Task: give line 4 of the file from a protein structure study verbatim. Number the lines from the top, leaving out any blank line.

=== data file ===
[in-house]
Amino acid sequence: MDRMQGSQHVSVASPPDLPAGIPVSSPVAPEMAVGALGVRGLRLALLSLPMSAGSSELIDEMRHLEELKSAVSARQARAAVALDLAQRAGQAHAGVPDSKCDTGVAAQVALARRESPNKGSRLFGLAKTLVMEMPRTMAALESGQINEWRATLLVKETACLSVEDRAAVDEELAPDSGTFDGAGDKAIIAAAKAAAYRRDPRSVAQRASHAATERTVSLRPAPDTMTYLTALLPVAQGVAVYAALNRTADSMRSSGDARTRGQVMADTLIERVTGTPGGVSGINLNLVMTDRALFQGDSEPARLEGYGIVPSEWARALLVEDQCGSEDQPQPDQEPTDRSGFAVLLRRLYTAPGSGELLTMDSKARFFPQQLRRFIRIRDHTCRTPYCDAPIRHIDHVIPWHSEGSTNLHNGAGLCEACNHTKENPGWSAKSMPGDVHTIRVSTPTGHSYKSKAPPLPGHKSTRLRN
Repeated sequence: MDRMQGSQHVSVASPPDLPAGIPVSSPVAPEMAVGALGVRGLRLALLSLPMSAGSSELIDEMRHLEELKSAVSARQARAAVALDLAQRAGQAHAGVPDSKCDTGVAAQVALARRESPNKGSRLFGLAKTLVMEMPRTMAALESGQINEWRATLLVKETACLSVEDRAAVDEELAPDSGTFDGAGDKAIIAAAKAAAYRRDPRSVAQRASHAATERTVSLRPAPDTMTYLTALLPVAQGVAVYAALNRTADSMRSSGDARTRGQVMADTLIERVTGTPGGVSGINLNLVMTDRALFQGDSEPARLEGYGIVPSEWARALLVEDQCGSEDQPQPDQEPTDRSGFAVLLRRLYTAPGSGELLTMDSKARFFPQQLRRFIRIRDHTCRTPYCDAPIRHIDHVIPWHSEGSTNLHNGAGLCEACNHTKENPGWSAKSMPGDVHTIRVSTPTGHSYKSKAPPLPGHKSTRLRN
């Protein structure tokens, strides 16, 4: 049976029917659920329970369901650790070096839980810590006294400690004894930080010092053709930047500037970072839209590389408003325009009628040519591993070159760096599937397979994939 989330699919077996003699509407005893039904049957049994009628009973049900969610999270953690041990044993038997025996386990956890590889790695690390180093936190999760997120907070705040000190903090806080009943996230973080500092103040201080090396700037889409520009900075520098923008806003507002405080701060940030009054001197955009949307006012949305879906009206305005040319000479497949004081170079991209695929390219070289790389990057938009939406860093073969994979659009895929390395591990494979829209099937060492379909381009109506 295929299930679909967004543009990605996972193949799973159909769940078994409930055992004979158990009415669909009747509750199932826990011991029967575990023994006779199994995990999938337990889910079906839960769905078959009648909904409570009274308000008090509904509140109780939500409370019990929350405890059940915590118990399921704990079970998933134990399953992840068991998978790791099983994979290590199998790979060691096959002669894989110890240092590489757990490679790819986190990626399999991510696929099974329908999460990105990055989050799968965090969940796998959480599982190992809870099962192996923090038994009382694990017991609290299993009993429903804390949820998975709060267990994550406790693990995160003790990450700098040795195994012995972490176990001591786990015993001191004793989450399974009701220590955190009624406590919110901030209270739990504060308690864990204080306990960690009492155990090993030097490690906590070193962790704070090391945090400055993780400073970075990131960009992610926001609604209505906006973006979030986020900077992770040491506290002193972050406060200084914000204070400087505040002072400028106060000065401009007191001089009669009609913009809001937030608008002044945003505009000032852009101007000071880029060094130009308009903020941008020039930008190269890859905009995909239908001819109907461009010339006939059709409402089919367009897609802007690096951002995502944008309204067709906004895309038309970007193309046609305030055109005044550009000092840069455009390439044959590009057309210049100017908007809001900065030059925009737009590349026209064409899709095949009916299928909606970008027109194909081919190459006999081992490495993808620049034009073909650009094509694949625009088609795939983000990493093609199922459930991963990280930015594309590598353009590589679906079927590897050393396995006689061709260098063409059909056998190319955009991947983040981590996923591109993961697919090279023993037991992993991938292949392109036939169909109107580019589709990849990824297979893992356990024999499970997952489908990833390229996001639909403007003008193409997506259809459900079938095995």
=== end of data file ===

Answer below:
């Protein structure tokens, strides 16, 4: 049976029917659920329970369901650790070096839980810590006294400690004894930080010092053709930047500037970072839209590389408003325009009628040519591993070159760096599937397979994939 989330699919077996003699509407005893039904049957049994009628009973049900969610999270953690041990044993038997025996386990956890590889790695690390180093936190999760997120907070705040000190903090806080009943996230973080500092103040201080090396700037889409520009900075520098923008806003507002405080701060940030009054001197955009949307006012949305879906009206305005040319000479497949004081170079991209695929390219070289790389990057938009939406860093073969994979659009895929390395591990494979829209099937060492379909381009109506 295929299930679909967004543009990605996972193949799973159909769940078994409930055992004979158990009415669909009747509750199932826990011991029967575990023994006779199994995990999938337990889910079906839960769905078959009648909904409570009274308000008090509904509140109780939500409370019990929350405890059940915590118990399921704990079970998933134990399953992840068991998978790791099983994979290590199998790979060691096959002669894989110890240092590489757990490679790819986190990626399999991510696929099974329908999460990105990055989050799968965090969940796998959480599982190992809870099962192996923090038994009382694990017991609290299993009993429903804390949820998975709060267990994550406790693990995160003790990450700098040795195994012995972490176990001591786990015993001191004793989450399974009701220590955190009624406590919110901030209270739990504060308690864990204080306990960690009492155990090993030097490690906590070193962790704070090391945090400055993780400073970075990131960009992610926001609604209505906006973006979030986020900077992770040491506290002193972050406060200084914000204070400087505040002072400028106060000065401009007191001089009669009609913009809001937030608008002044945003505009000032852009101007000071880029060094130009308009903020941008020039930008190269890859905009995909239908001819109907461009010339006939059709409402089919367009897609802007690096951002995502944008309204067709906004895309038309970007193309046609305030055109005044550009000092840069455009390439044959590009057309210049100017908007809001900065030059925009737009590349026209064409899709095949009916299928909606970008027109194909081919190459006999081992490495993808620049034009073909650009094509694949625009088609795939983000990493093609199922459930991963990280930015594309590598353009590589679906079927590897050393396995006689061709260098063409059909056998190319955009991947983040981590996923591109993961697919090279023993037991992993991938292949392109036939169909109107580019589709990849990824297979893992356990024999499970997952489908990833390229996001639909403007003008193409997506259809459900079938095995």